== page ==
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Author Notes:

Corresponding Author: Dr. Kohei Hasegawa, Department of Emergency Medicine, Massachusetts General Hospital, 125 Nashua Street, Suite 920, Boston, MA 02114., Tel: 617-726-5276, Fax: 617-724-4050, khasegawa1@partners.org.

Conflict of Interest: Dr. Mansbach has provided bronchiolitis-related consultation for Regeneron.

Drs. Ajami and Petrosino own shares at Diversigen Inc., a microbiome research company.

The other authors have no financial relationships relevant to this article to disclose.


Research Funding:

This study was supported by the grants U01 AI-087881, R01 AI-114552, R01 AI-108588, and R21 HL-129909 from the National Institutes of Health (Bethesda, MD).

The content of this manuscript is solely the responsibility of the authors and does not necessarily represent the official views of the National Institutes of Health.


  • Science & Technology
  • Life Sciences & Biomedicine
  • Immunology
  • Infectious Diseases
  • Pediatrics
  • bronchiolitis
  • respiratory infection
  • microbiota
  • airway
  • hospitalization
  • cluster
  • Staphylococcus
  • Moraxella
  • Corynebacterium
  • Dolosigranulum

Nasal Airway Microbiota Profile and Severe Bronchiolitis in Infants A Case-control Study

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Journal Title:

Pediatric Infectious Disease Journal


Volume 36, Number 11


, Pages 1044-1051

Type of Work:

Article | Post-print: After Peer Review


Background: Little is known about the relationship of airway microbiota with bronchiolitis in infants. We aimed to identify nasal airway microbiota profiles and to determine their association with the likelihood of bronchiolitis in infants. Methods: A case-control study was conducted. As a part of a multicenter prospective study, we collected nasal airway samples from 40 infants hospitalized with bronchiolitis. We concurrently enrolled 110 age-matched healthy controls. By applying 16S ribosomal RNA gene sequencing and an unbiased clustering approach to these 150 nasal samples, we identified microbiota profiles and determined the association of microbiota profiles with likelihood of bronchiolitis. Results: Overall, the median age was 3 months and 56% were male. Unbiased clustering of airway microbiota identified 4 distinct profiles: Moraxella-dominant profile (37%), Corynebacterium/Dolosigranulum-dominant profile (27%), Staphylococcus-dominant profile (15%) and mixed profile (20%). Proportion of bronchiolitis was lowest in infants with Moraxella-dominant profile (14%) and highest in those with Staphylococcus-dominant profile (57%), corresponding to an odds ratio of 7.80 (95% confidence interval, 2.64-24.9; P < 0.001). In the multivariable model, the association between Staphylococcus-dominant profile and greater likelihood of bronchiolitis persisted (odds ratio for comparison with Moraxella-dominant profile, 5.16; 95% confidence interval, 1.26-22.9; P = 0.03). By contrast, Corynebacterium/Dolosigranulum-dominant profile group had low proportion of infants with bronchiolitis (17%); the likelihood of bronchiolitis in this group did not significantly differ from those with Moraxella-dominant profile in both unadjusted and adjusted analyses. Conclusions: In this case-control study, we identified 4 distinct nasal airway microbiota profiles in infants. Moraxella-dominant and Corynebacterium/Dolosigranulum-dominant profiles were associated with low likelihood of bronchiolitis, while Staphylococcus-dominant profile was associated with high likelihood of bronchiolitis.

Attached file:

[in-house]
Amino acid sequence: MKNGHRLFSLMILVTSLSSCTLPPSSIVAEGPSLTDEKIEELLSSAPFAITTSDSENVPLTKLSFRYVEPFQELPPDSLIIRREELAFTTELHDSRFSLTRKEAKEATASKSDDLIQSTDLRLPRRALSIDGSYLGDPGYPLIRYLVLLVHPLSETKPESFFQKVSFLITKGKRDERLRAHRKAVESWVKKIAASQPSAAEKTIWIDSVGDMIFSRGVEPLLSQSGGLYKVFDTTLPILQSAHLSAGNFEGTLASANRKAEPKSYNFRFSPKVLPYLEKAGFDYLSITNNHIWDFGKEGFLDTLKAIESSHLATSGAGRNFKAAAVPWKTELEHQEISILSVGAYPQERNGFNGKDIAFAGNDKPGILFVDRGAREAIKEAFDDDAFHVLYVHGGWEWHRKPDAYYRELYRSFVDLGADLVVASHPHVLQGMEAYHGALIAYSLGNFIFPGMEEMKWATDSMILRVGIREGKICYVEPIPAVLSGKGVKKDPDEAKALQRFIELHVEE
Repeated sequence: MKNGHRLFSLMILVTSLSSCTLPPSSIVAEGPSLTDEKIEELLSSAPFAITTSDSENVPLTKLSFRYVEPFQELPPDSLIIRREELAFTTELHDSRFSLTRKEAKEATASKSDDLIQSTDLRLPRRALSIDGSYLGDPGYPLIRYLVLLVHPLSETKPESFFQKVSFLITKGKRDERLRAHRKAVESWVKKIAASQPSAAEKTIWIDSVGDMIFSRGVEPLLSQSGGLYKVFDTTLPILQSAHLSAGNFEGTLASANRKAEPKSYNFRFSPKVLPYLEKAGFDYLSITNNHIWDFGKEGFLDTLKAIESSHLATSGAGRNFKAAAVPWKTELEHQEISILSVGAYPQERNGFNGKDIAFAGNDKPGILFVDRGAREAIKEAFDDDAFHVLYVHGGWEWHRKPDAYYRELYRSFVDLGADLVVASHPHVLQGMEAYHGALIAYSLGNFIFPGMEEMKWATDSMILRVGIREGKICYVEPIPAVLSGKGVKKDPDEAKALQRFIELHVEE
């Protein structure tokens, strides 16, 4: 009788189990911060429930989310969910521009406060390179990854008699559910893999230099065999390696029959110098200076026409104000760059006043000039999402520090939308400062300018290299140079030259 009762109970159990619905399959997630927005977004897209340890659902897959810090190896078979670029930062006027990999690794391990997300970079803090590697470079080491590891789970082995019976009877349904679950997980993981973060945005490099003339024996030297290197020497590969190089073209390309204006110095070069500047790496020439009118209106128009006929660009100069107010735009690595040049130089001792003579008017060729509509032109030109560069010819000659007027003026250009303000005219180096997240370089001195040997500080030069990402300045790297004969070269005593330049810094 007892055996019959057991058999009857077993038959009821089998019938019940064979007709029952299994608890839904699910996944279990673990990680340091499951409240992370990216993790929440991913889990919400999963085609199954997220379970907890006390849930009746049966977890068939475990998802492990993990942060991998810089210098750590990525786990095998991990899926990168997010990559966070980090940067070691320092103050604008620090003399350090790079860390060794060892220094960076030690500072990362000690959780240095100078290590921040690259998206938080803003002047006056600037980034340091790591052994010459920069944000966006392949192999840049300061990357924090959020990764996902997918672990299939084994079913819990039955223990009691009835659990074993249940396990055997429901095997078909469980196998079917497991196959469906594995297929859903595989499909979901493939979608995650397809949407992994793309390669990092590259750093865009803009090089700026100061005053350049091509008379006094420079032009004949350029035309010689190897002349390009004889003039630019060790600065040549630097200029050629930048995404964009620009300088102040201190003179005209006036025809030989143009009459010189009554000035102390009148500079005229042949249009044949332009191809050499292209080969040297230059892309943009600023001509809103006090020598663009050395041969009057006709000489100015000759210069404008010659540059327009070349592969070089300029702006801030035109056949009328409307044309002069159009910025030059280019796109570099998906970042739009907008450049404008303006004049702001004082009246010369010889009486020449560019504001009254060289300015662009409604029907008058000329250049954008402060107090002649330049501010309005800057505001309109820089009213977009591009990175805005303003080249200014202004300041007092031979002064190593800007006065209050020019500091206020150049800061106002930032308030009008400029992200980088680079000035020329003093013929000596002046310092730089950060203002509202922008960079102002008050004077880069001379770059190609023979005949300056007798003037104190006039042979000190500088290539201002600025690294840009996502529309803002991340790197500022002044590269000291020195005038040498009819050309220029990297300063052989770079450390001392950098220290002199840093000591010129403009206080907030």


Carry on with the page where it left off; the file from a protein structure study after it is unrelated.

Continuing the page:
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Copyright © 2017 Wolters Kluwer Health, Inc. Unauthorized reproduction of this article is prohibited.

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